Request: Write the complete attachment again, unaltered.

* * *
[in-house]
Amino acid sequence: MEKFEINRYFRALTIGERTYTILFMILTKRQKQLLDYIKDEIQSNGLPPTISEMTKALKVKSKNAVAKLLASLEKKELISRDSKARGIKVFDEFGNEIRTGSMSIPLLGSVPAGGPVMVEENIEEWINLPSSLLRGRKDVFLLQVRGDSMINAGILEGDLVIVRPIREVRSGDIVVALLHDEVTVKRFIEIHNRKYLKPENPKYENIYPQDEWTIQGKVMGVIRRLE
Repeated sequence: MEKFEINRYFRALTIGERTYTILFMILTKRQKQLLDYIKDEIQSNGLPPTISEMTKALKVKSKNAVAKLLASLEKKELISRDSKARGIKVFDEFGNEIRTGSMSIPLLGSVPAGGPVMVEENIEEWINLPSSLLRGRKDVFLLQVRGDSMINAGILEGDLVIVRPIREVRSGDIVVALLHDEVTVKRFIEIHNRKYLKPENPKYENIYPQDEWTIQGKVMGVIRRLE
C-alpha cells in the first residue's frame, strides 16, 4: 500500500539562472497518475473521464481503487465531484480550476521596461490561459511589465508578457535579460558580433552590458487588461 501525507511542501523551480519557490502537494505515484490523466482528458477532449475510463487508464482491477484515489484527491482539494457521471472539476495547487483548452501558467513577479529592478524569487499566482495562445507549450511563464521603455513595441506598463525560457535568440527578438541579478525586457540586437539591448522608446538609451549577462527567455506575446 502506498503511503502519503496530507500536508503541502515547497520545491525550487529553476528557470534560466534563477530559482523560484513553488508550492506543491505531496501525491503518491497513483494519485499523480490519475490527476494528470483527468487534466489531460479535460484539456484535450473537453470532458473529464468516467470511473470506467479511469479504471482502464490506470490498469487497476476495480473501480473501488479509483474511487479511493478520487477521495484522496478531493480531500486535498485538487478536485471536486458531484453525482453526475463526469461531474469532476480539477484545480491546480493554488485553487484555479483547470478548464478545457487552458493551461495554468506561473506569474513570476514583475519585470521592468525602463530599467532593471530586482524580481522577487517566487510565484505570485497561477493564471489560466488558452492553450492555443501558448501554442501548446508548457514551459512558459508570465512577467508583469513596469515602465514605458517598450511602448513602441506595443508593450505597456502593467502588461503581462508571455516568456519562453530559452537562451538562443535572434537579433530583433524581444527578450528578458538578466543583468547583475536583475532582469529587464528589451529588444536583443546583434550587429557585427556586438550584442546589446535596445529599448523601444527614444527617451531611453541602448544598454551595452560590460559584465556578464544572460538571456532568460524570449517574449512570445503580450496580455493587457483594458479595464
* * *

[in-house]
Amino acid sequence: MEKFEINRYFRALTIGERTYTILFMILTKRQKQLLDYIKDEIQSNGLPPTISEMTKALKVKSKNAVAKLLASLEKKELISRDSKARGIKVFDEFGNEIRTGSMSIPLLGSVPAGGPVMVEENIEEWINLPSSLLRGRKDVFLLQVRGDSMINAGILEGDLVIVRPIREVRSGDIVVALLHDEVTVKRFIEIHNRKYLKPENPKYENIYPQDEWTIQGKVMGVIRRLE
Repeated sequence: MEKFEINRYFRALTIGERTYTILFMILTKRQKQLLDYIKDEIQSNGLPPTISEMTKALKVKSKNAVAKLLASLEKKELISRDSKARGIKVFDEFGNEIRTGSMSIPLLGSVPAGGPVMVEENIEEWINLPSSLLRGRKDVFLLQVRGDSMINAGILEGDLVIVRPIREVRSGDIVVALLHDEVTVKRFIEIHNRKYLKPENPKYENIYPQDEWTIQGKVMGVIRRLE
C-alpha cells in the first residue's frame, strides 16, 4: 500500500539562472497518475473521464481503487465531484480550476521596461490561459511589465508578457535579460558580433552590458487588461 501525507511542501523551480519557490502537494505515484490523466482528458477532449475510463487508464482491477484515489484527491482539494457521471472539476495547487483548452501558467513577479529592478524569487499566482495562445507549450511563464521603455513595441506598463525560457535568440527578438541579478525586457540586437539591448522608446538609451549577462527567455506575446 502506498503511503502519503496530507500536508503541502515547497520545491525550487529553476528557470534560466534563477530559482523560484513553488508550492506543491505531496501525491503518491497513483494519485499523480490519475490527476494528470483527468487534466489531460479535460484539456484535450473537453470532458473529464468516467470511473470506467479511469479504471482502464490506470490498469487497476476495480473501480473501488479509483474511487479511493478520487477521495484522496478531493480531500486535498485538487478536485471536486458531484453525482453526475463526469461531474469532476480539477484545480491546480493554488485553487484555479483547470478548464478545457487552458493551461495554468506561473506569474513570476514583475519585470521592468525602463530599467532593471530586482524580481522577487517566487510565484505570485497561477493564471489560466488558452492553450492555443501558448501554442501548446508548457514551459512558459508570465512577467508583469513596469515602465514605458517598450511602448513602441506595443508593450505597456502593467502588461503581462508571455516568456519562453530559452537562451538562443535572434537579433530583433524581444527578450528578458538578466543583468547583475536583475532582469529587464528589451529588444536583443546583434550587429557585427556586438550584442546589446535596445529599448523601444527614444527617451531611453541602448544598454551595452560590460559584465556578464544572460538571456532568460524570449517574449512570445503580450496580455493587457483594458479595464